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Russian Moves Show Military Ambitions

Russian Moves Show Military Ambitions
y GRAHAM BOWLEY
and MICHAEL SCHWIRTZ
Published: September 27, 2008

Russia
stepped up efforts to project its increased might on the world stage on Friday, welcoming President Hugo Chávez
of Venezuela
by signing a $1 billion military loan to Venezuela and announcing wide-ranging plans to modernize its nuclear deterrence.

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Miraflores Palace/Reuters

President Hugo Chávez, holding a replica Russian Tu-160 long-range bomber, and Prime Minister Vladimir V. Putin in Orenburg, Russia, on Friday.

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The Russian Navy also dispatched a warship to the Indian Ocean to try to intercept a Ukrainian vessel carrying 30 battle tanks that was seized by pirates, as the United States also sent a warship in hot pursuit.

After a military exercise in the southern city of Orenburg, near the border with Kazakhstan, the Russian president, Dmitri A. Medvedev
declared that by 2020 Russia would construct new types of warships, including nuclear submarines carrying cruise missiles, and an unspecified space defense system.

"A guaranteed nuclear deterrent system for various military and political circumstances must be provided by 2020," Mr. Medvedev said, in comments reported by Reuters.

"Large-scale construction of new types of warships is planned, primarily of nuclear submarines armed with cruise missiles, and multi-purpose submarines," he was quoted as saying. “A system of air and space defense will be created.”

Russia, irritated by Western recognition of Kosovo’s independence, NATO
’s expansion into the former Soviet realm, and the United States’ insistence on establishing a missile defense system in eastern Europe, has become increasingly keen to project its military might, defiantly ignoring American and European warnings when it sent troops into Georgia last month.

In a sign of increasing antagonism, Russia has withheld some cooperation with other Western countries on international efforts to halt Iran’s nuclear ambitions.

The Russian government said Tuesday that it would boycott a meeting that had been scheduled at the United Nations
for Thursday to discuss a fourth round of sanctions to force Iran to give up what many countries think is a program to develop nuclear weapons. The session was to have included the five permanent members of the Security Council and Germany.

The Russian announcement was viewed by many diplomats as retribution for a tough speech that Secretary of State Condoleezza Rice
delivered last week in which she denounced Russia’s behavior in the Georgian crisis.

On Friday, Russia and the United States agreed to seek a new United Nations resolution calling on Iran to comply with earlier demands to suspend uranium enrichment — a sign that the two countries at least were talking, but the statement only reiterated previous positions, The Associated Press reported.British Foreign Secretary David Miliband said the brief resolution will affirm the three previous ones, which imposed progressively tougher sanctions on Iran for refusing to halt its enrichment program and urged Tehran to comply, The A.P. reported.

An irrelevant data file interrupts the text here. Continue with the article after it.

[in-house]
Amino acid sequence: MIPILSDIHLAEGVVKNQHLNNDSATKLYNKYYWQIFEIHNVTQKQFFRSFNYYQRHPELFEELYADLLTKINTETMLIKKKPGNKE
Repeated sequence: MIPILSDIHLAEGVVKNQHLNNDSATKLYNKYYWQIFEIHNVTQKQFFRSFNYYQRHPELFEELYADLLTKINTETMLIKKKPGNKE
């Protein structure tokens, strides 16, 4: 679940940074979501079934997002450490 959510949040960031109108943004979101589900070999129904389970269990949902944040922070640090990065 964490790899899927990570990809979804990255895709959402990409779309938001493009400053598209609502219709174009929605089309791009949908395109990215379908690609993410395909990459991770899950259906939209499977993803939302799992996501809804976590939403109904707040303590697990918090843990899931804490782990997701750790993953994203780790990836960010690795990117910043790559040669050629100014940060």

Emboldened by lucrative oil revenues, and the United States’ distractions in Iraq and Afghanistan, Russia has also said it wants to build alliances to stand up to American power in the world, and has sought closer relations with Mr. Chávez, a longtime critic of the United States.

Mr. Chávez, on his second visit to Russia in two months, met with Prime Minister Vladimir V. Putin
on Thursday, and on Friday traveled to Orenburg to meet with Mr. Medvedev.

The $1 billion loan for arms purchases and military development was announced in a Kremlin statement released Thursday night. The statement said Mr. Putin and Mr. Chávez had spoken on enhancing economic cooperation and trade in commercial goods as well as military technologies.

The $1 billion loan will help finance programs related to military-technical cooperation, the statement said. The Kremlin would not elaborate on the details of the deal.

Between 2005 and 2007 Venezuela has signed 12 contracts for weapons purchases from Russia for a total of more than $4.4 billion, the Kremlin statement said.

The move is the latest gesture of military friendship between Russia and Venezuela, two counties that have increasingly positioned themselves as mavericks vis-à-vis the West.

The Kremlin says its economic and political stability have allowed it to broaden the scope of its military and economic cooperation beyond what it calls its traditional sphere of influence.

Earlier this month a pair of Russian Tu-160 long-range bombers capable of carrying nuclear weapons received a warm welcome when they landed in Venezuela. Russia has also dispatched a squadron from its North Sea Fleet to the Caribbean to take part in joint naval exercises with the Venezuelan Navy sometime in November.

“Latin America, of course, is becoming an obvious link in the chain making up a multipolar world,” Mr. Putin said during his meeting with Mr. Chávez. “We will allocate more and more attention to this vector of our economics and foreign policy.”

Russia has already delivered Sukhoi Su-30 fighters, Mi-17 transport helicopters, and thousands of Kalashnikov assault rifles to Venezuela. There are also plans to build a factory in the country that will manufacture these weapons under license.

Graham Bowley reported from New York and Michael Schwirtz from Moscow. Neil Macfarquhar contributed reporting from the United Nations.